Five Gambits Trump Should Avoid When Negotiating With China’s Xi

This article first appeared on the Council on Foreign Relations site.

There are many people who have ideas about what should happen at the Xi-Trump summit. Almost as important, however, is what should not happen.

Here are my suggestions for the top five things President Donald Trump should not do at his meeting with Chinese President Xi Jinping at Mar-a-Lago.

1. Do not go off script, wing it or freelance.

There is no country that parses (or manipulates) words as effectively as China. When Secretary of State Rex Tillerson echoed Chinese phrases such as “win-win” and stated that U.S. policy in North Korea had failed, the Chinese were quick to celebrate the remarks. It did not matter that Tillerson had his own ideas about the definition of “win-win” or that his comment concerning policy failure was set in a larger context.

The Chinese will use whatever is said to promote their own narrative. And, as the White House hopefully came to appreciate with the president’s early tweets on the One China policy, taking words back in diplomacy is a messy process that leaves one disadvantaged in future negotiations.

2. Do not sell yourself too cheaply.

There is almost nothing that the Chinese would like more than to take advantage of President Trump’s transactional bargaining tendencies.

They have floated, for example, the possibility of investments in three key battleground states—Michigan, Ohio and Wisconsin—or support for an infrastructure fund. It is not difficult to imagine President Trump claiming summit success with a pledge for 30,000 new jobs in three states.

Putting aside the troubling parallels with how China buys off developing countries in Africa and Latin America, it would be a mistake to give away U.S. leverage before the game is really on. After all, the 90-day review of unfair trade practices that the president has ordered is just underway, and what we really want is fair and open market access for U.S. goods and services.

This means a longer-term strategic negotiation based on hard data, not a one-time payoff.

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3. Do not ignore politics.

North Korea and trade are understandably front and center for the Mar-a-Lago meeting. During his March visit to China, however, Secretary Tillerson also indicated that the United States would “continue to advocate for universal values such as human rights and religious freedom.”

Tillerson’s comment matters in many ways: It signals our continued support to embattled activists within China; it reminds the world of the values that the United States represents; and it underpins our support for broader issues of good governance—accountability, transparency and the rule of law—that affect issues ranging from intellectual property rights protection to food safety.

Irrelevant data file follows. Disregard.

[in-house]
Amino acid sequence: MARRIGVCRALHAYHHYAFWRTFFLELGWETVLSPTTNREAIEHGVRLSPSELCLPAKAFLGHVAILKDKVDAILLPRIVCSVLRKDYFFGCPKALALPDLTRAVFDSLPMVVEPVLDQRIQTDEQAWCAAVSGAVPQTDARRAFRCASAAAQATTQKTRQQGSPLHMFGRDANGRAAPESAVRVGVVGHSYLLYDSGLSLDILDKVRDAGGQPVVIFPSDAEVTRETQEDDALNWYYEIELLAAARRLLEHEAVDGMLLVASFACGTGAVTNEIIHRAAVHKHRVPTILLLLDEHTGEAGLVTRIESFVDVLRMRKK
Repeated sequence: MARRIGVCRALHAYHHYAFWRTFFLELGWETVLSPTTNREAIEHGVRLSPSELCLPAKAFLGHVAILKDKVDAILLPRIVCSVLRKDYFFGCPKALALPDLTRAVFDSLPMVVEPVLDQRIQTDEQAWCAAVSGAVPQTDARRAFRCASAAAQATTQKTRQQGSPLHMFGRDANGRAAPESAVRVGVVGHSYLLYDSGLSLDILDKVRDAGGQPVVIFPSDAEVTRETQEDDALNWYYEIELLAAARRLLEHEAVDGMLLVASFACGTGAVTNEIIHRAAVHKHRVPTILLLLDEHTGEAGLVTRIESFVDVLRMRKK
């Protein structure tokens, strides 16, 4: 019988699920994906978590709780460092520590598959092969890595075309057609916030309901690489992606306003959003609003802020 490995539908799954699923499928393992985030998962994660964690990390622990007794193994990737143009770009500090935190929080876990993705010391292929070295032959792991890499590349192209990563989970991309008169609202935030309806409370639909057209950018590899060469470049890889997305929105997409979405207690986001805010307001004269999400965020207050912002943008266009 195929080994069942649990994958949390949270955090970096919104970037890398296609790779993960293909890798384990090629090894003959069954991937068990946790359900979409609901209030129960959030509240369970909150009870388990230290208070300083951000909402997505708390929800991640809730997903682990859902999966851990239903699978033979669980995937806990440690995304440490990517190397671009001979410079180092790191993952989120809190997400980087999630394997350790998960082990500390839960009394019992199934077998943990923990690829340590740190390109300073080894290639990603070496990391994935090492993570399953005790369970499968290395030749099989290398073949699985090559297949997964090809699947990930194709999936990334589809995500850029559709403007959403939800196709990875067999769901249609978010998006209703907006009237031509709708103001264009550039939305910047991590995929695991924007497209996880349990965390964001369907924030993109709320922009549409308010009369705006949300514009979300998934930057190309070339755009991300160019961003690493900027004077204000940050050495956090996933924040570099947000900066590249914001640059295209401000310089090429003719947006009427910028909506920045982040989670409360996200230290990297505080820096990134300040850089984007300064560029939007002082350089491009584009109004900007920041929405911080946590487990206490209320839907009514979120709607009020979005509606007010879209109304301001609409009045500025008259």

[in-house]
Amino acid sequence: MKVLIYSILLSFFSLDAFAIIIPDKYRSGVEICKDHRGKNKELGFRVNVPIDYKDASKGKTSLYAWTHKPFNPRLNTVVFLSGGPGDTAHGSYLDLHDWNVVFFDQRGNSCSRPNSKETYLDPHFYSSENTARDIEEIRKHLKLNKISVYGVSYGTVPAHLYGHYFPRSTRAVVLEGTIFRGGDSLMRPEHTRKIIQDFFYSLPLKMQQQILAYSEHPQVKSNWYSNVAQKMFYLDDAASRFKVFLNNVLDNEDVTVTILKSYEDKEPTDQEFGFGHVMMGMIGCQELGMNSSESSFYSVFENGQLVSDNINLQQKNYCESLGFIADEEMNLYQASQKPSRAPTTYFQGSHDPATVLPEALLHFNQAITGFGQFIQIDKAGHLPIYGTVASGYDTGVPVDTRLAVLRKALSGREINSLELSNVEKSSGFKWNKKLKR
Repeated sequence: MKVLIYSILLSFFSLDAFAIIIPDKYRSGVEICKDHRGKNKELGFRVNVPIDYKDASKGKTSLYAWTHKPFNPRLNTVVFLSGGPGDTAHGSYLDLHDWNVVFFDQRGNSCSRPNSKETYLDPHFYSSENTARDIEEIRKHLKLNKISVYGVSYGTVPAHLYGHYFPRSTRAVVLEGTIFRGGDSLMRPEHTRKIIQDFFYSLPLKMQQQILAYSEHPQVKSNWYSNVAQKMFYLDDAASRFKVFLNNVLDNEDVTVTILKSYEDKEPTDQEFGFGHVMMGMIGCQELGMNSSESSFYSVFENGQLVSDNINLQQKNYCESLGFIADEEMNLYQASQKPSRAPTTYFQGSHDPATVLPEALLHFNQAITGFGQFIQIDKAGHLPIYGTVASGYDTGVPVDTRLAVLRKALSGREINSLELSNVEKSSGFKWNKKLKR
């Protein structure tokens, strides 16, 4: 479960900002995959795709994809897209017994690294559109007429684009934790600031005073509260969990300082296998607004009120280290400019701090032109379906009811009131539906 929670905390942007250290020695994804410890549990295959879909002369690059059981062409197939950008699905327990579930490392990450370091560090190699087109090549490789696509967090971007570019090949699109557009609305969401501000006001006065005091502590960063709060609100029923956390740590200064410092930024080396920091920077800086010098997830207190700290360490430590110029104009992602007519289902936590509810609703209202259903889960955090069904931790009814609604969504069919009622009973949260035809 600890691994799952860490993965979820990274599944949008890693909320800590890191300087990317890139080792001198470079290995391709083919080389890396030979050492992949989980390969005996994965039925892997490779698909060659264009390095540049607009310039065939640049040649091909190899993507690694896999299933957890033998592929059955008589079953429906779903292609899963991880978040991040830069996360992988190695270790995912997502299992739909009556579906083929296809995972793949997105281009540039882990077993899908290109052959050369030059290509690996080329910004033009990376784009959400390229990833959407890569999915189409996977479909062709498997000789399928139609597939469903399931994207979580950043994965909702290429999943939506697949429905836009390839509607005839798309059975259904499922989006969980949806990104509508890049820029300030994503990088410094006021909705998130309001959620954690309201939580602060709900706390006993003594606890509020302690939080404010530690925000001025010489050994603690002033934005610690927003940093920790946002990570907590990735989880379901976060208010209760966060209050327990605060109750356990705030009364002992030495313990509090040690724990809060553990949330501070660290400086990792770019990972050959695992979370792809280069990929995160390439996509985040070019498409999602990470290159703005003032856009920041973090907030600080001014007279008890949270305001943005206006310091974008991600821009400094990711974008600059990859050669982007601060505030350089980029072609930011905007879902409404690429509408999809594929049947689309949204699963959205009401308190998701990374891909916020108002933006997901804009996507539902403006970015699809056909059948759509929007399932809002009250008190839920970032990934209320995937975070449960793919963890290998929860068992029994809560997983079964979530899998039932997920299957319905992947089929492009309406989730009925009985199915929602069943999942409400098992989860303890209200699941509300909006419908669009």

In addition, there is an issue of reciprocity. The United States grants China an open door to advance its values and norms throughout the United States through Confucius Institutes and Chinese government–produced English language radio and television broadcasts; meanwhile, China has moved aggressively to shut down avenues in education and media that promote Western values.

The United States should ensure that it has equal access to the Chinese citizenry. Openness and fairness matter not only in economic markets but also in markets of ideas.

4. Do not practice issue-linkage.

The White House has set getting Chinese cooperation on North Korea as a top priority for the summit. In negotiating with Beijing, however, Washington should not sell out the U.S. presence in the South China Sea or barter trade in exchange for more cooperation.

Not only does the United States have Terminal High Altitude Area Defense and the threat of ramping up additional security cooperation with South Korea and Japan as part of its arsenal, there is also a strong contingent of Chinese foreign policy analysts and officials who would like their government to bring more pressure to bear on North Korea. There is no reason to give China something when we don’t have to.

5. Do not forget that “America first” does not mean America only.

The United States gives and the United States receives. In the wake of the 9/11 attacks, the United Kingdom and later NATO joined the United States in the fight against the Taliban in Afghanistan. The members of Asia-Pacific Economic Cooperation put anti-terrorism at the top of their agenda at the 2001 forum because the United States asked.

There is meaning in the word alliance. Our partners can also be valuable with regard to China. In negotiating with China, for example, there is strength in numbers. The United States should consult with and use our allies in Europe and the region to pressure China on unfair trade and other practices.

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President Trump has also stated that the United States can “solve” the North Korea problem alone. It might be possible—if imprudent—to take action against North Korea without consulting China. But there should be no action taken without consultation and cooperation with South Korea, a U.S. ally who would be most directly affected by any new U.S. policy initiative. The United States should not and cannot “go it alone.”

Elizabeth C. Economy is the C.V. Starr senior fellow and director for Asia studies at the Council on Foreign Relations.

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